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Image of Mike Brown

Michael Brown

Acting Editor
Published: 13/06/2023
Photo of Coventry BS Bank shop front

The account only allows four penalty-free withdrawals per year.

Coventry BS launched an easy access account offering 4.00% AER today. Named the Four Access Saver (Online), this offer requires a minimum deposit of £1 and is online-operated.

The launch means that it pays the joint-highest easy access rate on the market, with West Brom BS and HSBC also offering a rate of 4.00% AER. However, both accounts come with restrictions.

West Brom BS’s account doesn’t facilitate internet banking, and can only be opened in branch or via the post, while HSBC’s rate is only paid on balances up to £10,000. Added to this, HSBC’s online Bonus Saver only pays this rate if no withdrawals are made that calendar month.

Coventry BS’s new easy access account comes with its own restrictions too.

Mainly, it only allows four withdrawals per calendar year. On the fifth withdrawal, its users will receive a 50-day loss of interest penalty on the amount withdrawn.

Are savings rates going up?

Coventry BS’s latest product launch comes at a time when variable savings rates are on the rise.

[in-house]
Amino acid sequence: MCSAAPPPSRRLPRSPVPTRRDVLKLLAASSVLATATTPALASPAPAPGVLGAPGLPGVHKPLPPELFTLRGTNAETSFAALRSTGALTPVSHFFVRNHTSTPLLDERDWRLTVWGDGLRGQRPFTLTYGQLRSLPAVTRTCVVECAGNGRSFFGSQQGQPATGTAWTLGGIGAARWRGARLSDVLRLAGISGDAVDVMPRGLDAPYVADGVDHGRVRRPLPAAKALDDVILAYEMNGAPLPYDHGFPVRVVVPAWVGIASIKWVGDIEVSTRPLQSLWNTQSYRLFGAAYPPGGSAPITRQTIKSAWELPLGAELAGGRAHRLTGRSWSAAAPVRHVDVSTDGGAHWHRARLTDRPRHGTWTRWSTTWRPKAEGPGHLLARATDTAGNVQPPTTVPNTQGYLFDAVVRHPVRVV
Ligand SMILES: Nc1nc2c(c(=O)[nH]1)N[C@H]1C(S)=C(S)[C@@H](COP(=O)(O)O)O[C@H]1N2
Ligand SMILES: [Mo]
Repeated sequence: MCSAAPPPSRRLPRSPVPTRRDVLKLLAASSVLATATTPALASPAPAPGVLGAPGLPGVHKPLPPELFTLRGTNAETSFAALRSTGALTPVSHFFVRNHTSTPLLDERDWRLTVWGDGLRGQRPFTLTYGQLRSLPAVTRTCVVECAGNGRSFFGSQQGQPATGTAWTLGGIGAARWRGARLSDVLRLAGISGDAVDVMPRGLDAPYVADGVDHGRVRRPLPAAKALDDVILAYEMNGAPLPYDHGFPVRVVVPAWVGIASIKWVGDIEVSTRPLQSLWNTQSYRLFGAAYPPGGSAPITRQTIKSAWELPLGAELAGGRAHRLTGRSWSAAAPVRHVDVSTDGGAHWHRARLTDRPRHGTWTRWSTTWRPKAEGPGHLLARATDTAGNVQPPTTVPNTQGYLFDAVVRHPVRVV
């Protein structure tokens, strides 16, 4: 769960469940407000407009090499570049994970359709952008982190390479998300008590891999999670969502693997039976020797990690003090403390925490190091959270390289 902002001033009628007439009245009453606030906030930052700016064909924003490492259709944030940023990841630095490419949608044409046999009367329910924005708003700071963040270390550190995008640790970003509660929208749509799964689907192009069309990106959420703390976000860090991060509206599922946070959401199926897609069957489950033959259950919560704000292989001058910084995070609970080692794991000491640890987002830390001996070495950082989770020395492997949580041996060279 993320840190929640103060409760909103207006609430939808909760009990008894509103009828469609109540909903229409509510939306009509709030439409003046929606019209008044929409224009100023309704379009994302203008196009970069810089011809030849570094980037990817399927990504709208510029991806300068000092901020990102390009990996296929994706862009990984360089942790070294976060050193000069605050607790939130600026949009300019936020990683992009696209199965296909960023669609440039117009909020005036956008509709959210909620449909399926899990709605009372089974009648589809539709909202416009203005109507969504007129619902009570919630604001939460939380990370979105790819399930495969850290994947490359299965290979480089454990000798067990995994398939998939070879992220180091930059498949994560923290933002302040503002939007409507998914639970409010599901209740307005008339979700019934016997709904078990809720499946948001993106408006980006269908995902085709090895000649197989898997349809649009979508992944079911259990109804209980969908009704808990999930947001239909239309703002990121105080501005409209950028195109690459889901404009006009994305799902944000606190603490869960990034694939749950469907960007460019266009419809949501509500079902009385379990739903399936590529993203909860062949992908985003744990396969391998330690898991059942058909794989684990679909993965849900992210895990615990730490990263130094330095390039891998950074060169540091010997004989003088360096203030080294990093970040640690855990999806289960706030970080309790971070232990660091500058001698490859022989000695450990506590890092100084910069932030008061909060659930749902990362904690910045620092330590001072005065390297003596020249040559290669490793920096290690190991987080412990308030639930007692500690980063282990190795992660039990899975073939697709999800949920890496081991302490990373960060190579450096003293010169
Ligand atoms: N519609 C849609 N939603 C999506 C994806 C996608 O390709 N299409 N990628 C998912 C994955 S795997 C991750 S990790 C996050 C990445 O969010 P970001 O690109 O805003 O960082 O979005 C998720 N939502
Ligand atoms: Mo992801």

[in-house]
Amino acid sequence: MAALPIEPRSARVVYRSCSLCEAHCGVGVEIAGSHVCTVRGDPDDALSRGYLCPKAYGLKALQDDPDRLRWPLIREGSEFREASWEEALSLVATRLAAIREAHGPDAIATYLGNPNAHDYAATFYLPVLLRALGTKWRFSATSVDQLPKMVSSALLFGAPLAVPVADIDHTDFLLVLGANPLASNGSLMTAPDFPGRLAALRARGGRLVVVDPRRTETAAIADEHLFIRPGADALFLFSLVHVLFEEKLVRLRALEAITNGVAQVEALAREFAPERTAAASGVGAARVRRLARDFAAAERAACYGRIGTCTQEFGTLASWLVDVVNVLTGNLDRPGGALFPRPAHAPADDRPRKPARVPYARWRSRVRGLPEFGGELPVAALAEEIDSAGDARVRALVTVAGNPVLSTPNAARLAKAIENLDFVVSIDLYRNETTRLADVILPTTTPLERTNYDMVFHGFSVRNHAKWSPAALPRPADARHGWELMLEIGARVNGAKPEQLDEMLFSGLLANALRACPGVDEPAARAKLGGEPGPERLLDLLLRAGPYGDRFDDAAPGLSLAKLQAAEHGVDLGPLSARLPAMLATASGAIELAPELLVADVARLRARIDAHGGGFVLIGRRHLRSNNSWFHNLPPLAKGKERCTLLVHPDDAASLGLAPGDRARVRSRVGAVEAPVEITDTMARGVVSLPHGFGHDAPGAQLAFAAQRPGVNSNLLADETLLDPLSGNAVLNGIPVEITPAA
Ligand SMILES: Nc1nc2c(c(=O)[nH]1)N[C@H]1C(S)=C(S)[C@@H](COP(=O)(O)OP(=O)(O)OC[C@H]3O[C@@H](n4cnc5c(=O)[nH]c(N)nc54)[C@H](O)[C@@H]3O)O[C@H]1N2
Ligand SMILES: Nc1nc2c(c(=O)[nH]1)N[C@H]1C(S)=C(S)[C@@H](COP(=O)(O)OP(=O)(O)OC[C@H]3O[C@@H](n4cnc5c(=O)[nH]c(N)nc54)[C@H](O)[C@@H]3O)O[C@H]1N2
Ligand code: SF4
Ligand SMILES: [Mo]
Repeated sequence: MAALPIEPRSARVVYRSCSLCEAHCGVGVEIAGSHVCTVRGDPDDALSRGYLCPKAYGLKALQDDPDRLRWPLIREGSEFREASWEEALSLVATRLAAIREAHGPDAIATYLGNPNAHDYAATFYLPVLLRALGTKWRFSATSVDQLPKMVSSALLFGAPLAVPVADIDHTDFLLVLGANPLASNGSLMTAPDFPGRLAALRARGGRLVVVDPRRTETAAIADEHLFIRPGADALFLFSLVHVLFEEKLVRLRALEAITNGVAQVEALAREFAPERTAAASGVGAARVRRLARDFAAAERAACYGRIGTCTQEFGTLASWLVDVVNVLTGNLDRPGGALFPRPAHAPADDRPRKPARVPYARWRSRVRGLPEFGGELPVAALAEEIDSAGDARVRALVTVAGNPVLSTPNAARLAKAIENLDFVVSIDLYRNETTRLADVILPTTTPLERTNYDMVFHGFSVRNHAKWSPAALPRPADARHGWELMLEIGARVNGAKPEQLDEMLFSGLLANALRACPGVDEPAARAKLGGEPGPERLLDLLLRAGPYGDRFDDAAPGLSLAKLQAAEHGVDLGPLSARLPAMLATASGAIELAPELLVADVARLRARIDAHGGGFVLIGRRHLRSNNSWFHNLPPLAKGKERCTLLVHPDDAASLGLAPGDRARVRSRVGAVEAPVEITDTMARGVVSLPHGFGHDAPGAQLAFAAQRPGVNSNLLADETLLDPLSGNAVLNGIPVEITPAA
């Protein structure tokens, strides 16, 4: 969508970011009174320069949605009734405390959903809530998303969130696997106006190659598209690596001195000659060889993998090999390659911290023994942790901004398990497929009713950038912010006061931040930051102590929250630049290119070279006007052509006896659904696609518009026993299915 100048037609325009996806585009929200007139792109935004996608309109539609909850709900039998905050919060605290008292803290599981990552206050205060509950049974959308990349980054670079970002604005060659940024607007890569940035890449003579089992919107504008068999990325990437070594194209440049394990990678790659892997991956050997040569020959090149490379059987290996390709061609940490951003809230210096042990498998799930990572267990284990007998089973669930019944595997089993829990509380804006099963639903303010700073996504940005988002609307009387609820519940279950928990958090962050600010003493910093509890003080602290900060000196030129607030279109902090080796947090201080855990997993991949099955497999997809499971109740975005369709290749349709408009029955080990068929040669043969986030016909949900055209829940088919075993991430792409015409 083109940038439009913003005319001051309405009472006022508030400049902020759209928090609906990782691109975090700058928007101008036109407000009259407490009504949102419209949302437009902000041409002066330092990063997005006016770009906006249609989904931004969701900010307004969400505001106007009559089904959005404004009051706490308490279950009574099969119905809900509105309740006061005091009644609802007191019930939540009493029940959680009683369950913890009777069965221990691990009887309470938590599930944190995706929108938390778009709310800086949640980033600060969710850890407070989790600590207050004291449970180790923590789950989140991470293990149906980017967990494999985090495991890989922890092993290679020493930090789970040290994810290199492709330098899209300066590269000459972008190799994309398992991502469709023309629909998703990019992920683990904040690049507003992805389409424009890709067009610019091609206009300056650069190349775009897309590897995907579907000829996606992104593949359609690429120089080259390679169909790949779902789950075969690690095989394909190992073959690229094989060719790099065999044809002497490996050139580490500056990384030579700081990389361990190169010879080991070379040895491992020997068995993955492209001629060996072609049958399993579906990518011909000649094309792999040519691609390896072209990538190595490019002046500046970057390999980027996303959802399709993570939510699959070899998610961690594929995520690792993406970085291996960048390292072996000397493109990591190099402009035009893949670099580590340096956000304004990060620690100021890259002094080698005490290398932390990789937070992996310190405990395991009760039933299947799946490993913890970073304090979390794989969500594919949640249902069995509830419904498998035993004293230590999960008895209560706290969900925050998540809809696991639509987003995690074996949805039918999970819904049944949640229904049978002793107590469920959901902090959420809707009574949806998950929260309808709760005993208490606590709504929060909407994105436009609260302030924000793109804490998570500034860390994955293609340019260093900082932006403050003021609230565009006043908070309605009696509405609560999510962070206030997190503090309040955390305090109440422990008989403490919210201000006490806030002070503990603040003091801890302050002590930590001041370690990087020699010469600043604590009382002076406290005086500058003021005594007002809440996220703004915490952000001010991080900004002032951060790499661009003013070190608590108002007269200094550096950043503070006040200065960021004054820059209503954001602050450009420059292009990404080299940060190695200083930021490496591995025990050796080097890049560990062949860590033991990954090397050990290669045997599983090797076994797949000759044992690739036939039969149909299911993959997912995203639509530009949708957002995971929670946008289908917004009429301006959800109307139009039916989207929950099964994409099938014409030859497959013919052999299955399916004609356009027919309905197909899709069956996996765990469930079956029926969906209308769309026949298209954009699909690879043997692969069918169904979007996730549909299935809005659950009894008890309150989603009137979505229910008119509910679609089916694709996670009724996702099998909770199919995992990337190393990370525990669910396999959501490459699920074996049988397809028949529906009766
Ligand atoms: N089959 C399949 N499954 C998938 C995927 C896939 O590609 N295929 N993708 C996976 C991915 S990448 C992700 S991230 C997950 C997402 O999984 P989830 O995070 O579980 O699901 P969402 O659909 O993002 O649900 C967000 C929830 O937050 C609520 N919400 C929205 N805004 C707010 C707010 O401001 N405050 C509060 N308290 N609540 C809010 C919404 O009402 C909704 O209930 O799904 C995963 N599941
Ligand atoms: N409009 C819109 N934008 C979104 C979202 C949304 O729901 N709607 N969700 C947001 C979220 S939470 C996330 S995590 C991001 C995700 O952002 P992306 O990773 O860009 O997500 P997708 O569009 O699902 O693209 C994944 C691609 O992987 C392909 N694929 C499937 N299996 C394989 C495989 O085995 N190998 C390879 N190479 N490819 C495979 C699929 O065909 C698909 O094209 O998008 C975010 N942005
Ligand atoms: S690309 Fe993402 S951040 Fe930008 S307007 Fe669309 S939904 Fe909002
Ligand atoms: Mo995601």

At the beginning of May the average easy access rate stood at 2.06% gross and has since risen to 2.27% gross yesterday.

During this period the Bank of England increased the base rate to 4.5% and the Office for National Statistics released unexpected inflation data.

More on this can be found in a previously written article.

Is it time to switch my savings?

Last week the Treasury Select Committee, which forms part of the Government, encouraged UK savers to shop around for a better savings deal if they felt they weren’t getting full value from their provider.

“With the Bank of England confirming the pass through of base rate increases to easy access savings accounts has been unusually weak, it’s clearer than ever that the nation’s biggest banks need to up their game and encourage saving,” added Harriett Baldwin MP, Chair of the Treasury Committee.

This came after the Committee launched an investigation into how several “scale challenger” providers set their easy access rates. The probe included questions for the likes of Virgin Money and Santander, who claimed they took more than just the base rate into account when setting their rates.


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